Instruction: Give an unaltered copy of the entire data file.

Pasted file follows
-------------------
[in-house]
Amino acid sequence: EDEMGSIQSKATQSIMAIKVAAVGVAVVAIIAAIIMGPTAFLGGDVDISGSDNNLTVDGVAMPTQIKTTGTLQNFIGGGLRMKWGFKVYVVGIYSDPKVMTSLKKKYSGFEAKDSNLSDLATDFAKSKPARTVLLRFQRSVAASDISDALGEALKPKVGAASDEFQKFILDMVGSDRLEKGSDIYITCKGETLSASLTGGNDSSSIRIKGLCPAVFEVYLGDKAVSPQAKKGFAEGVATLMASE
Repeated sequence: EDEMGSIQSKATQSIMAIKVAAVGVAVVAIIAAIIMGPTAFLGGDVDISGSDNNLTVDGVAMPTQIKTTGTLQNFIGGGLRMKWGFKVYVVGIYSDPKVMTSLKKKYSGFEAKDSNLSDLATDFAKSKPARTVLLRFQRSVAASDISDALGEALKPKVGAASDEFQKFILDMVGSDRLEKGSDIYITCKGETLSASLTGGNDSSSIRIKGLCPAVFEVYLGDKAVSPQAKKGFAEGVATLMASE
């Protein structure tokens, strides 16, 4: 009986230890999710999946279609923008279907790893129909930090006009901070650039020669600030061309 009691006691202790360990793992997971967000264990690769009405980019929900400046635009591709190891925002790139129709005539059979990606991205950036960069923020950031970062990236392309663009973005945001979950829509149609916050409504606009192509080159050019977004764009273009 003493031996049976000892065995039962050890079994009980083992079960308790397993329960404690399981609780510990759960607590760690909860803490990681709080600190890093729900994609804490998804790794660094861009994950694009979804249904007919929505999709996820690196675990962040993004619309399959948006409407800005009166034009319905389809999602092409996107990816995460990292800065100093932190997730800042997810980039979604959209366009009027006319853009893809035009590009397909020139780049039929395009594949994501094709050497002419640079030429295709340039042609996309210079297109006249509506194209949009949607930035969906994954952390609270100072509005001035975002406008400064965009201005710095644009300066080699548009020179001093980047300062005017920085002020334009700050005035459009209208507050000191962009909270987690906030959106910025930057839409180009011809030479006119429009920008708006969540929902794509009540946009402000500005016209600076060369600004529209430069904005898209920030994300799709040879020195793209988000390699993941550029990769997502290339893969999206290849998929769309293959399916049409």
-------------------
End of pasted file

[in-house]
Amino acid sequence: EDEMGSIQSKATQSIMAIKVAAVGVAVVAIIAAIIMGPTAFLGGDVDISGSDNNLTVDGVAMPTQIKTTGTLQNFIGGGLRMKWGFKVYVVGIYSDPKVMTSLKKKYSGFEAKDSNLSDLATDFAKSKPARTVLLRFQRSVAASDISDALGEALKPKVGAASDEFQKFILDMVGSDRLEKGSDIYITCKGETLSASLTGGNDSSSIRIKGLCPAVFEVYLGDKAVSPQAKKGFAEGVATLMASE
Repeated sequence: EDEMGSIQSKATQSIMAIKVAAVGVAVVAIIAAIIMGPTAFLGGDVDISGSDNNLTVDGVAMPTQIKTTGTLQNFIGGGLRMKWGFKVYVVGIYSDPKVMTSLKKKYSGFEAKDSNLSDLATDFAKSKPARTVLLRFQRSVAASDISDALGEALKPKVGAASDEFQKFILDMVGSDRLEKGSDIYITCKGETLSASLTGGNDSSSIRIKGLCPAVFEVYLGDKAVSPQAKKGFAEGVATLMASE
């Protein structure tokens, strides 16, 4: 009986230890999710999946279609923008279907790893129909930090006009901070650039020669600030061309 009691006691202790360990793992997971967000264990690769009405980019929900400046635009591709190891925002790139129709005539059979990606991205950036960069923020950031970062990236392309663009973005945001979950829509149609916050409504606009192509080159050019977004764009273009 003493031996049976000892065995039962050890079994009980083992079960308790397993329960404690399981609780510990759960607590760690909860803490990681709080600190890093729900994609804490998804790794660094861009994950694009979804249904007919929505999709996820690196675990962040993004619309399959948006409407800005009166034009319905389809999602092409996107990816995460990292800065100093932190997730800042997810980039979604959209366009009027006319853009893809035009590009397909020139780049039929395009594949994501094709050497002419640079030429295709340039042609996309210079297109006249509506194209949009949607930035969906994954952390609270100072509005001035975002406008400064965009201005710095644009300066080699548009020179001093980047300062005017920085002020334009700050005035459009209208507050000191962009909270987690906030959106910025930057839409180009011809030479006119429009920008708006969540929902794509009540946009402000500005016209600076060369600004529209430069904005898209920030994300799709040879020195793209988000390699993941550029990769997502290339893969999206290849998929769309293959399916049409």